The Volokh Conspiracy
Mostly law professors | Sometimes contrarian | Often libertarian | Always independent
This weekend I find myself in Louisville, Kentucky for Judge Boggs's clerk reunion. I clerked here back in 2011-12, and the last reunion was in June 2016. In many ways, these three points in time were inflection points for the conservative legal movement, and for my role in that process.
In June 2012, as I wound down my clerkship, the Supreme Court decided NFIB v. Sebelius. At the time, I was already writing my first book on the Obamacare litigation. The Chief Justice, and his saving construction, signaled to many conservatives that the Roberts Court was not what they thought it was. We chanted "No more Souters," but instead, we got a Roberts. In hindsight, all the signs were there–Roberts had more red flags than a Soviet parade. But NFIB crystalized the Chief's priorities. About a month later, right after my last sitting, I began teaching at the South Texas College of Law.
Fast-forward to February 2016. I was still an untenured professor, and hadn't been protested yet. My work was read in certain circles, but my influence was admittedly limited. Justice Scalia died, and Senate Republicans refused to even hold a hearing on whoever the President nominated. June 2016 represented one of the worst months for conservatives on the Supreme Court in recent memory. Whole Woman's Health, Fisher II, a 4-4 in Texas v. U.S., a punt in Zubik v. Burwell, and so on. Things looked bleak. Then, to (almost) everyone's surprise, Trump won. And in rapid succession, we got Gorsuch, Kavanaugh, and Barrett.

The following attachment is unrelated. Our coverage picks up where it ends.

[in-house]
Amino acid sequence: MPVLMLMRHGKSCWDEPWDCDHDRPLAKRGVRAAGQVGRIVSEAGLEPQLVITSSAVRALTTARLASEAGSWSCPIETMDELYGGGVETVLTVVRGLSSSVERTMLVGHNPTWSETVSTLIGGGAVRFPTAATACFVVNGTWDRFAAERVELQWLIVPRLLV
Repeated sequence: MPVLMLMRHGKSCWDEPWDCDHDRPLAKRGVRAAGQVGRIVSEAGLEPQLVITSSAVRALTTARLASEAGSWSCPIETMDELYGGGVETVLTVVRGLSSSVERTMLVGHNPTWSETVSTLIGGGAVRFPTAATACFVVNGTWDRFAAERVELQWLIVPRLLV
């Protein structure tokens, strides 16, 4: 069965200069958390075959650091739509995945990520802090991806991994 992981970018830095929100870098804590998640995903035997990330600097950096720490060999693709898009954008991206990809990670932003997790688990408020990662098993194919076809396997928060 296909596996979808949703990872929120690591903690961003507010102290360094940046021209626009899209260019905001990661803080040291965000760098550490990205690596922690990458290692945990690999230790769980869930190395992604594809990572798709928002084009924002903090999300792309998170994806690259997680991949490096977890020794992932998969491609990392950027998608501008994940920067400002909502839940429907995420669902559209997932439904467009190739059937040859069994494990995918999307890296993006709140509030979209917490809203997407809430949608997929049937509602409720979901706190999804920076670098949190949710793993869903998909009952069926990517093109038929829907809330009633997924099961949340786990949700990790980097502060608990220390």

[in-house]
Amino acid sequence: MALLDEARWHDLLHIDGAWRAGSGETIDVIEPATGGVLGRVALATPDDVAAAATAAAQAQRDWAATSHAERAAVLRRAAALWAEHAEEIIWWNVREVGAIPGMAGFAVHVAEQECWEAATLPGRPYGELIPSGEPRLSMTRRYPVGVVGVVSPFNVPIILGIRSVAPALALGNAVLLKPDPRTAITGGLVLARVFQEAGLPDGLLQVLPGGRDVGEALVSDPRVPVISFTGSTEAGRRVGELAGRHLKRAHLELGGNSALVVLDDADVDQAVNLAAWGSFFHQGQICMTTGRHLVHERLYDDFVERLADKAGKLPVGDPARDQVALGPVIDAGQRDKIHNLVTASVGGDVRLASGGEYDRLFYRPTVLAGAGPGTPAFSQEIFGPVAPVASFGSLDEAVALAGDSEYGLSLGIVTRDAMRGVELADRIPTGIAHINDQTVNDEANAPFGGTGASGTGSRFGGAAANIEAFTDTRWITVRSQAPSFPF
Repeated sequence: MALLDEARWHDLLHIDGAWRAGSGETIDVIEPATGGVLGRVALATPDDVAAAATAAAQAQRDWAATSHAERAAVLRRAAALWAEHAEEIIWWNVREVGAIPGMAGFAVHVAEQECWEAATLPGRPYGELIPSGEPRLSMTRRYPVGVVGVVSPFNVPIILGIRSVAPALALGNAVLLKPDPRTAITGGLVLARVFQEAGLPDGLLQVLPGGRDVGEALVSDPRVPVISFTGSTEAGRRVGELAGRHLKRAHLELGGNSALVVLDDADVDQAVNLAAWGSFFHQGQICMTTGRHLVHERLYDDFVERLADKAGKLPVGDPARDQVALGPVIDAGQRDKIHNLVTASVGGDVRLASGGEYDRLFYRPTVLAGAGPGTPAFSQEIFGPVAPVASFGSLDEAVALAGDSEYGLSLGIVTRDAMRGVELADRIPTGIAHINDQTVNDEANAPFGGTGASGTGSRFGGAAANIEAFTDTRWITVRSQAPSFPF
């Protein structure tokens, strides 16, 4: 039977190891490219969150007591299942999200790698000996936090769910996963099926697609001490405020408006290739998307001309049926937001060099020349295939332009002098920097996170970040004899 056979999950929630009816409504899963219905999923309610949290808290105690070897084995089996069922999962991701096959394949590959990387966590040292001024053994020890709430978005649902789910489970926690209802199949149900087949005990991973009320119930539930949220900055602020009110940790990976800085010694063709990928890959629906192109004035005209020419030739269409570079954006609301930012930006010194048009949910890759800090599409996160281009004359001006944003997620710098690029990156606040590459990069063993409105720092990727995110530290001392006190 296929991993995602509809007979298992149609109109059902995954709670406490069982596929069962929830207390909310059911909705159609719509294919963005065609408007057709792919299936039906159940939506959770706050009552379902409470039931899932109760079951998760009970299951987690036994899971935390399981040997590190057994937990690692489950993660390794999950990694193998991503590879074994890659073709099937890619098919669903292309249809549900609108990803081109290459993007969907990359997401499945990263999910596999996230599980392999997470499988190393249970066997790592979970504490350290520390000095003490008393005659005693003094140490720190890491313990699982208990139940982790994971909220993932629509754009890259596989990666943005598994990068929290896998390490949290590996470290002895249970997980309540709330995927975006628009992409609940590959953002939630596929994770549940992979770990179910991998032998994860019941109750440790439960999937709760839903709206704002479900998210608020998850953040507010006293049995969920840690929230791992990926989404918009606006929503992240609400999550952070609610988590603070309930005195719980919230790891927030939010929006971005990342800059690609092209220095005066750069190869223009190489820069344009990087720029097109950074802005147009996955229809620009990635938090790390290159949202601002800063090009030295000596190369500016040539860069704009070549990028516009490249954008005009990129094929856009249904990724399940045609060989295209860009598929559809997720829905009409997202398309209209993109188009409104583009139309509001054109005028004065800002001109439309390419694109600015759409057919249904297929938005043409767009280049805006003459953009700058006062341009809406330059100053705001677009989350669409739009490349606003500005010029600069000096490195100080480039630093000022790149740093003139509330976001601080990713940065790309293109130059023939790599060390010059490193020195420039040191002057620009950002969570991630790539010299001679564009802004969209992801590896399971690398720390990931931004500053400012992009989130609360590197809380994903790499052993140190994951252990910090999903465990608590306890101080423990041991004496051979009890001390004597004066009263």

Now, in June 2022, I am back in Louisville. I'm tenured, and my work consistently drives national conversations. We have Dobbs and NYSRPA, and I played some role in both decisions. I could not have fathomed either case a decade ago after NFIB, or even six years ago after Justice Scalia's passing. For nostalgia's sake, I drove past my own apartment. I imagined going back in time, and paying a visit to Josh circa 2012. We had a chat about all that would happen over the ensuing decade. (I will assume the rules of time travel from Back to the Future are not in effect.) Would 27-year old Josh have even believed it? I wouldn't have. Would any of you–ten years younger–have fathomed what would happen in a decade?
The conservative legal movement has achieved something that was once unthinkable. Now, there will be backlash. And disorder. And contention. I don't expect the near-future to be pleasant. People on the right have long-internalized the crushing blow of defeat from Casey. Now, people on the left will have to internalize the even-more-crushing blow of defeat from Dobbs. For now, the reaction will be raw, but in time, a new equilibrium will form. What that balance is, no one knows. The courts will still be called upon to decide cases affecting abortion, but those decisions will turn on other, more established areas, far less contentious of law including federalism, separation of powers, and interstate comity–not whether the Due Process Clause protects a right to abortion.